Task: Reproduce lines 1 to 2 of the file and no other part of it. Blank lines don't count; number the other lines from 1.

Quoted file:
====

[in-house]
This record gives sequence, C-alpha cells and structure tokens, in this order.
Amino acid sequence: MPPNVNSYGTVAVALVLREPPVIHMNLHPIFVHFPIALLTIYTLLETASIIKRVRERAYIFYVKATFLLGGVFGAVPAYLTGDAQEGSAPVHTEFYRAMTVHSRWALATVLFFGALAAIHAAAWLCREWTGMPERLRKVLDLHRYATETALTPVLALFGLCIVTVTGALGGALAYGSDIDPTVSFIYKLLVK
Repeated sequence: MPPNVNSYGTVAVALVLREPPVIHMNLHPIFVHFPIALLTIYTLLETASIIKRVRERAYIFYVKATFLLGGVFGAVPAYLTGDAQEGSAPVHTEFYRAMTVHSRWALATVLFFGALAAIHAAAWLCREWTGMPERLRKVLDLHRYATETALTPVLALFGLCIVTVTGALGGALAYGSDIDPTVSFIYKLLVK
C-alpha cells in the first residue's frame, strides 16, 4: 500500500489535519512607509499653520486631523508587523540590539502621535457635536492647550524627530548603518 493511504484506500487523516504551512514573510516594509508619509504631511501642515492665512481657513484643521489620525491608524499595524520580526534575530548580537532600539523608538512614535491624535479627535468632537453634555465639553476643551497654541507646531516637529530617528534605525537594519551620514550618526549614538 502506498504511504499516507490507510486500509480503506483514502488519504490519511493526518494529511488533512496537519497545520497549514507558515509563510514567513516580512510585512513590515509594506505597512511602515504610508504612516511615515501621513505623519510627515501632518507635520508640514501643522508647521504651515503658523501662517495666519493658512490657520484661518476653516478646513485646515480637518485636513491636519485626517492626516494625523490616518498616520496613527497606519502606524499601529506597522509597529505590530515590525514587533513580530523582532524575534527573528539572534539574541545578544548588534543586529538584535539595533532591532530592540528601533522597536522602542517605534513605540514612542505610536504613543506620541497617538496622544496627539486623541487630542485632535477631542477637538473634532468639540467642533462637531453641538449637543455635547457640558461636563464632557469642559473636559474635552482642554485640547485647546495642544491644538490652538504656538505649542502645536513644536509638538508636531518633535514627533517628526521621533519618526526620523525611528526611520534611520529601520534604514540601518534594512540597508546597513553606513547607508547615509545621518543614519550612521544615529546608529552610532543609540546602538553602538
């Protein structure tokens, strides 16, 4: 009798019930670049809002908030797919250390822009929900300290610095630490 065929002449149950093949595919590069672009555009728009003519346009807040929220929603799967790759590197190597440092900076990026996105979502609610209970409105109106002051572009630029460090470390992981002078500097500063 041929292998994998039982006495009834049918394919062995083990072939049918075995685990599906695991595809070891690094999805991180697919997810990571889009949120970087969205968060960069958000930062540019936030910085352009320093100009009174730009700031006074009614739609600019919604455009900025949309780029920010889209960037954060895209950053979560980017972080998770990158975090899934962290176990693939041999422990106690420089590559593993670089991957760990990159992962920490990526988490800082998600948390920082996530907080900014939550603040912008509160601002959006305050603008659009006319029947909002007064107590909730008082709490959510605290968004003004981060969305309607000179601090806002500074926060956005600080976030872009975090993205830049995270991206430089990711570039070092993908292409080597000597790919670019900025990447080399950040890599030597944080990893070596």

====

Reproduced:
[in-house]
This record gives sequence, C-alpha cells and structure tokens, in this order.